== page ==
- Last Updated: 29 June 2016 29 June 2016
For years our ME/CFS patient community has felt ignored and abandoned by our federal government. While other diseases got attention and research funding, ME/CFS got pitifully little except a few dimes and lip service. All that seems to be changing. With the Request for Information (RFI) issued on May 24, 2016, the National Institutes of Health invited the ME/CFS patient community to participate in setting new directions in research into this disease.
Our Association's Board of Directors signed on to two letters with suggestions to NIH, one with a comprehensive list of suggestions, and one specifically about clinical trials for Ampligen and rituximab. Both letters were prepared by members of the U.S. Action Working Group, in which our Association is a participant. Two earlier letters were also re-submitted to become part of the response to the RFI, one focused on research, and one with suggestions on getting input from the ME/CFS community. In addition, several members of our Board of Directors sent individual responses to the RFI. We hope that some of you did as well. Patients and advocates finally have a seat at the table. Now we can and must speak up.
- Last Updated: 26 May 2016 26 May 2016
“Millions Missing” global day of protest — Boston!
#MillionsMissing is dedicated to the millions of Myalgic Encephalomyelitis (ME) and Chronic Fatigue Syndrome (CFS) patients missing from their careers, schools, social lives and families due to the debilitating symptoms of the disease. At the same time, millions of dollars are missing from research and clinical education funding that ME should be receiving. And millions of doctors are missing out on proper training to diagnose and help patients manage this illness.
On May 25th, 2016 #MEAction organized a global day of action for equality for ME. ME patients, advocates, caregivers, and allies joined together to protest the lack of government funding for research, clinical trials and medical/public education, which has left ME patients without relief for years and even decades.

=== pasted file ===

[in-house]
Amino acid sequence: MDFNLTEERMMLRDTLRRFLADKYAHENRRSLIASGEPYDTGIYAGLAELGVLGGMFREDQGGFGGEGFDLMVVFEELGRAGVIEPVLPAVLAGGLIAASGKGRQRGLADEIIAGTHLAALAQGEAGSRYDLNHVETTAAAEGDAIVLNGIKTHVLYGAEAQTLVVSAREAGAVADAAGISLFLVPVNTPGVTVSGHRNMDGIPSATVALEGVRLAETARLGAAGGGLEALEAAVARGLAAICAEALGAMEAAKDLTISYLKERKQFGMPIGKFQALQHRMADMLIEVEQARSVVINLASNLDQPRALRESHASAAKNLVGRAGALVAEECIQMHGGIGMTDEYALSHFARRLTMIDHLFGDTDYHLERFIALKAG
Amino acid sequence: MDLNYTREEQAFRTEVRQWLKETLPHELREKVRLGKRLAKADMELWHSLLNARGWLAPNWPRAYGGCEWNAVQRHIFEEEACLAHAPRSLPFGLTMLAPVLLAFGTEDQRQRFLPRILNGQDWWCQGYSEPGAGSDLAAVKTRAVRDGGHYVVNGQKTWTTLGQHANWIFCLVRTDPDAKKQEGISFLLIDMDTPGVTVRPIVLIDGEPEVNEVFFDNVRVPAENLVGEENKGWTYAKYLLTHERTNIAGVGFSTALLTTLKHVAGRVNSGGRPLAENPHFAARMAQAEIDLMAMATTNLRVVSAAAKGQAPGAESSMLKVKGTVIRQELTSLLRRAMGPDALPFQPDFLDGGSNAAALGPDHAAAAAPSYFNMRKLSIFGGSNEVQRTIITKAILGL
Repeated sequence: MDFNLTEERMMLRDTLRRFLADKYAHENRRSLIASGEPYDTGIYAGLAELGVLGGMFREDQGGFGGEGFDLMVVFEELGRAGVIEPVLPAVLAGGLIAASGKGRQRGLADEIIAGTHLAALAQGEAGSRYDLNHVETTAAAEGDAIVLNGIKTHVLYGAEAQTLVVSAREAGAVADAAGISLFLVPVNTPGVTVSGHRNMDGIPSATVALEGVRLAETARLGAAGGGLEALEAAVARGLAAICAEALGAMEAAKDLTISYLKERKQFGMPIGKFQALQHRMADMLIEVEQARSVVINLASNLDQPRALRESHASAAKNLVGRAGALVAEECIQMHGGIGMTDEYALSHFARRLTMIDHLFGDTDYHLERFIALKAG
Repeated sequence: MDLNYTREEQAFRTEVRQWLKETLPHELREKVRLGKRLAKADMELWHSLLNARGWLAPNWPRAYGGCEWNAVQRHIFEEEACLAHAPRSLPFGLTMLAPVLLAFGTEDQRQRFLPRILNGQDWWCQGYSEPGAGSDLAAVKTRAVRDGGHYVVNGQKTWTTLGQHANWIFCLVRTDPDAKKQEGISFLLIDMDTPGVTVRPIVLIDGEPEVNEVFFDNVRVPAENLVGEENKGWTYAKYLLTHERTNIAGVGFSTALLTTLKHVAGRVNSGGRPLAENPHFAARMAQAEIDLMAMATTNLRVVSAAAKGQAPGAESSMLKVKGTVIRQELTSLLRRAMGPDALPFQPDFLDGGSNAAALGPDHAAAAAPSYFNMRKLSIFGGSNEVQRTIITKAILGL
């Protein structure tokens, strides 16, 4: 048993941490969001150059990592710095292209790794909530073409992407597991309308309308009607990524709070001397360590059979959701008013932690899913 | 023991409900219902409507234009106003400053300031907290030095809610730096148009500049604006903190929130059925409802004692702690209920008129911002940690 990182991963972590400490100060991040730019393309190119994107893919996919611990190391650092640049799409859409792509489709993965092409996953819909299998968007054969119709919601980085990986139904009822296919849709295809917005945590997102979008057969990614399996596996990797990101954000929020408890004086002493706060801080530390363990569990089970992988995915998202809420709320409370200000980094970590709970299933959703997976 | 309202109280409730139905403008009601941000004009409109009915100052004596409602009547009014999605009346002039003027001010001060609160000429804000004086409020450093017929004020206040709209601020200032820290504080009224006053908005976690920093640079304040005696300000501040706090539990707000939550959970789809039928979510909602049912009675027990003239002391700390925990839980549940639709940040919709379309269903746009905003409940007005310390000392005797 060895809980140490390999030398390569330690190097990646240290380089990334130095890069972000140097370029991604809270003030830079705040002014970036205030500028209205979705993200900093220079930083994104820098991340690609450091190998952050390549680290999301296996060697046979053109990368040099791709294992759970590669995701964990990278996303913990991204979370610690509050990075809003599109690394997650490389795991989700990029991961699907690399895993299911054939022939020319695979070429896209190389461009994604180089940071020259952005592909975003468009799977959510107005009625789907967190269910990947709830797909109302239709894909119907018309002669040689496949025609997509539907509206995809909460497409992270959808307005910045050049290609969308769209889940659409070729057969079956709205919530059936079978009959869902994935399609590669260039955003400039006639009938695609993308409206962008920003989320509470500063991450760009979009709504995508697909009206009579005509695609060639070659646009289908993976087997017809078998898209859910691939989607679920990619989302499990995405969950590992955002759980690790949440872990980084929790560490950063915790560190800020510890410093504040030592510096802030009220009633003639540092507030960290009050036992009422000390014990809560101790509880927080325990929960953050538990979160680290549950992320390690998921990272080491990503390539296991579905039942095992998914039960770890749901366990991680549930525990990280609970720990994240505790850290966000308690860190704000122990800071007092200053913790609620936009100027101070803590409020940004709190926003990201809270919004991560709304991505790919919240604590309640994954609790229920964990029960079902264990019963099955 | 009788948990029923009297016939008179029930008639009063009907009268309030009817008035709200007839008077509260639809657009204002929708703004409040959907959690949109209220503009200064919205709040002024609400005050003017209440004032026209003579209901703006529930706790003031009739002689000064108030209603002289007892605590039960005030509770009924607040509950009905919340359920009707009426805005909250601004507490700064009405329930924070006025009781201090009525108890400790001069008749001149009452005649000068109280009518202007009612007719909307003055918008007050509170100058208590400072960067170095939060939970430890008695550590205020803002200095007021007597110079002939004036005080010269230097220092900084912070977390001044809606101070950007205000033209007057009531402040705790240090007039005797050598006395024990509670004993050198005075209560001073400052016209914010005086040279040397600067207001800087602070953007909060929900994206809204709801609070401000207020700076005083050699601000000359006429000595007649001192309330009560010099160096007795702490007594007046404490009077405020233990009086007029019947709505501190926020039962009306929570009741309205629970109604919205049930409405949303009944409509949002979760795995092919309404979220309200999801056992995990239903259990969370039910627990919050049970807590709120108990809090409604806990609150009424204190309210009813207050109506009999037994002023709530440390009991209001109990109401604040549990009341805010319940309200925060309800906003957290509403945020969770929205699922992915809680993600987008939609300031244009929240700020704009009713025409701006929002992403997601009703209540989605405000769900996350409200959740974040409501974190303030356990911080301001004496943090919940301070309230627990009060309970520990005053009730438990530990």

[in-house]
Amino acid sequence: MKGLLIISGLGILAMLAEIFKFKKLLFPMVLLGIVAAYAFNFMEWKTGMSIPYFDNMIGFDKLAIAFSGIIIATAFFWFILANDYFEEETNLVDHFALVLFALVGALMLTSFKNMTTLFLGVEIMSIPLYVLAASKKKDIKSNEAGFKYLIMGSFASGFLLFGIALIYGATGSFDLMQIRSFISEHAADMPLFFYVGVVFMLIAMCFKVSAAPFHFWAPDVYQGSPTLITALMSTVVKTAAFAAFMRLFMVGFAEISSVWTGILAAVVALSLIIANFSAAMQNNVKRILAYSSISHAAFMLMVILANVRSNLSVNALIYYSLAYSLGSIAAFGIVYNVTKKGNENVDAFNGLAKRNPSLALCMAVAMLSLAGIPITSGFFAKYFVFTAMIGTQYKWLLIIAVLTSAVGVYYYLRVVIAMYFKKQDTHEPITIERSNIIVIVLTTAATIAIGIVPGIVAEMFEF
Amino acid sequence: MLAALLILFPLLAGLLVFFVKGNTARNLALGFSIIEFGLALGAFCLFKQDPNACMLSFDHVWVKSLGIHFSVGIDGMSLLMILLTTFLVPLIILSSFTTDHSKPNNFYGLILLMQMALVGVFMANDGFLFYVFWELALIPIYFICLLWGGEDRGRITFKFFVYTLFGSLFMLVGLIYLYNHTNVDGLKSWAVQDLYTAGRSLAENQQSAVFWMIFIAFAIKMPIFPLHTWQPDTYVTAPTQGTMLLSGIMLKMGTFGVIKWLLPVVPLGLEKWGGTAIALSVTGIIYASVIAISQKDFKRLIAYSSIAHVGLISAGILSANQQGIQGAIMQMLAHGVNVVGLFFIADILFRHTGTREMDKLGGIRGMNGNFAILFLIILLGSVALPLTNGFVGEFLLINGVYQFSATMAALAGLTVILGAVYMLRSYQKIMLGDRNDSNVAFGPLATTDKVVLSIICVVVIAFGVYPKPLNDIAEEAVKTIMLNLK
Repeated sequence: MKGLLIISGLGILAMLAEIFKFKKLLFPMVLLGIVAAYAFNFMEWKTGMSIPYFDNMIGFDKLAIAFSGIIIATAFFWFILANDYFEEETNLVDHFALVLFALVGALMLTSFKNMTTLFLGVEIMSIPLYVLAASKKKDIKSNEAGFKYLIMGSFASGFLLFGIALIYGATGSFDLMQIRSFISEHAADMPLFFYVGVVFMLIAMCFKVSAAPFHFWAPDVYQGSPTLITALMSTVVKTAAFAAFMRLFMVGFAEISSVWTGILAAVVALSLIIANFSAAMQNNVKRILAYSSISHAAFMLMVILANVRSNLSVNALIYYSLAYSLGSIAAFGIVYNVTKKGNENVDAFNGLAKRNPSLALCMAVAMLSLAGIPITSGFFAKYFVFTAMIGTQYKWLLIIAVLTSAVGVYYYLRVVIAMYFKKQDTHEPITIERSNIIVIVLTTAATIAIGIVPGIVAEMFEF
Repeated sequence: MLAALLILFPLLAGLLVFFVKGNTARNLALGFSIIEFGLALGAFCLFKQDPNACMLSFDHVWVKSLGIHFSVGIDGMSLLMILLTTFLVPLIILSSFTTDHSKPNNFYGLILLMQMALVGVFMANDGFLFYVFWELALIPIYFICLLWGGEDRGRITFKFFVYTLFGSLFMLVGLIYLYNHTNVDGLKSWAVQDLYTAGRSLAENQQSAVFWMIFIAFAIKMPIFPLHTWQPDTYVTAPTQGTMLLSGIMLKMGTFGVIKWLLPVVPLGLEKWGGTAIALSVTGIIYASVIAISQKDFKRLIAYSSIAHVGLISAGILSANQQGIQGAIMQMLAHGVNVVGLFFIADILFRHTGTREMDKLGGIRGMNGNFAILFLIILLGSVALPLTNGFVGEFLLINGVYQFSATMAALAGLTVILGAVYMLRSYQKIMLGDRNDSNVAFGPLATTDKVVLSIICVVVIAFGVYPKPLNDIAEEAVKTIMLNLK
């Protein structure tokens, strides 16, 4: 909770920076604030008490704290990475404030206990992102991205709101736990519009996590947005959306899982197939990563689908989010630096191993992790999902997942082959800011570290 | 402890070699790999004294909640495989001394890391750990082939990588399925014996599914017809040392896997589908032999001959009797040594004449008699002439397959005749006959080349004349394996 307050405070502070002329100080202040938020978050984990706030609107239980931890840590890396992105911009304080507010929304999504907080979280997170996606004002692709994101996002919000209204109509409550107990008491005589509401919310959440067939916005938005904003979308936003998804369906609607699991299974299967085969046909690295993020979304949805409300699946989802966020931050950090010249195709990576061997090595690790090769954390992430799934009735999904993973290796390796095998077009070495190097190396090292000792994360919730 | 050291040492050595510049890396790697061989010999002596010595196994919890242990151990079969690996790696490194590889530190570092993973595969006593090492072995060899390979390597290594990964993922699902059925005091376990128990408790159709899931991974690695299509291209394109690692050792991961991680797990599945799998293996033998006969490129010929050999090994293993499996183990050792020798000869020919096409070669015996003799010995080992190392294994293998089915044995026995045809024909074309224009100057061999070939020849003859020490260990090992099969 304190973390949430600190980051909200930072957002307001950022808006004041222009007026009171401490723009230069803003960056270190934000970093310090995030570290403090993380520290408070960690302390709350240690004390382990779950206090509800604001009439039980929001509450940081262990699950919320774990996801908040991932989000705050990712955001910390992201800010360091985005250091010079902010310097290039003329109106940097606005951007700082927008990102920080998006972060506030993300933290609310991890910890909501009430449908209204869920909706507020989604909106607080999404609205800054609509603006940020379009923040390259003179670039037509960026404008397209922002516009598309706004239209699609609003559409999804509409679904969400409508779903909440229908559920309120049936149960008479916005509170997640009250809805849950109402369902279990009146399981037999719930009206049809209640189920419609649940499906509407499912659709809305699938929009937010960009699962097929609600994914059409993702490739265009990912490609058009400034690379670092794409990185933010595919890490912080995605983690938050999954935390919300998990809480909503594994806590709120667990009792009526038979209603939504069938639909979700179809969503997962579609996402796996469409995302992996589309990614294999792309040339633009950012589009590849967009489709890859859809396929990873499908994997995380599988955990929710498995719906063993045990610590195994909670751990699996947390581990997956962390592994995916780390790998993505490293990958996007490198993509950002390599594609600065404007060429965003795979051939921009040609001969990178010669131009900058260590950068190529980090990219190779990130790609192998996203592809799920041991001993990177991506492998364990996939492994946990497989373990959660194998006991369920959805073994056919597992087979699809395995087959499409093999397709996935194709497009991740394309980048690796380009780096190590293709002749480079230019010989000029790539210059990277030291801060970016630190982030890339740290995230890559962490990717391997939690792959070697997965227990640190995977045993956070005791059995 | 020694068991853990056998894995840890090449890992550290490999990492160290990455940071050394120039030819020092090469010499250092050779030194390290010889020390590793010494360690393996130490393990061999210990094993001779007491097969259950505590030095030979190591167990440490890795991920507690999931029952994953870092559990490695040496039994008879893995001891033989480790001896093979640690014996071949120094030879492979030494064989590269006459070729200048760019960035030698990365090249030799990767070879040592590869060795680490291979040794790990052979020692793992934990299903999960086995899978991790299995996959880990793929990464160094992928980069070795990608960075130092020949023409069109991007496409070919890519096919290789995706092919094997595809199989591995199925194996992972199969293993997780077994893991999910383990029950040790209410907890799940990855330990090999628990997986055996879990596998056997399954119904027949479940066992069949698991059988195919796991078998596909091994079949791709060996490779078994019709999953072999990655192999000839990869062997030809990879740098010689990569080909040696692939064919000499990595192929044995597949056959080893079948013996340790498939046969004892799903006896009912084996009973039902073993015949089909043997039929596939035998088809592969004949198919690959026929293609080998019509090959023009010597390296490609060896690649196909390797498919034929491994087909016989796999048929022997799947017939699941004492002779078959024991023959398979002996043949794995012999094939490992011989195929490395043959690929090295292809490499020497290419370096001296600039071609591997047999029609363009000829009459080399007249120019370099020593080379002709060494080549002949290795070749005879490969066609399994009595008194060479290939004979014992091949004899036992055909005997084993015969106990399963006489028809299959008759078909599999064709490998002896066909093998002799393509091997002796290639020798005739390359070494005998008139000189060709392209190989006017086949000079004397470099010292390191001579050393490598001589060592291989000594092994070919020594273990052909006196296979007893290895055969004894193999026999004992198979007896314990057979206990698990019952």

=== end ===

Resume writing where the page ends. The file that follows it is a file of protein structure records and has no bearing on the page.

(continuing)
In Boston, we gathered at the JFK Federal Building. We had signs and information to hand out, as well as a petition to collect signatures supporting more funding for ME/CFS. We also talked to people who stopped by and made new friends.
We met separately with senior officials from the Boston branch of Health & Human Services to deliver our message and ask for their support. They were very well informed, understood our issues, and asked great questions. We see this as the beginning of an on-going relationship.
- Last Updated: 06 January 2016 06 January 2016
A month ago, patient advocate Jennifer Spotila discovered that the U.S. Senate was proposing to zero-out the ME/CFS budget at the Centers for Disease Control and Prevention. Read what has happened since.
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Notice about names
The Massachusetts ME/CFS & FM Association would like to clarify the use of the various acronyms for Chronic Fatigue Syndrome (CFS), Chronic Fatigue & Immune Dysfunction Syndrome (CFIDS) and Myalgic Encephalomyelitis (ME) on this site. When we generate our own articles on the illness, we will refer to it as ME/CFS, the term now generally used in the United States. When we are reporting on someone else’s report, we will use the term they use. The National Institutes of Health (NIH) and other federal agencies, including the CDC, are currently using ME/CFS.
Massachusetts ME/CFS & FM Association changed its name in July, 2018, to reflect this consensus.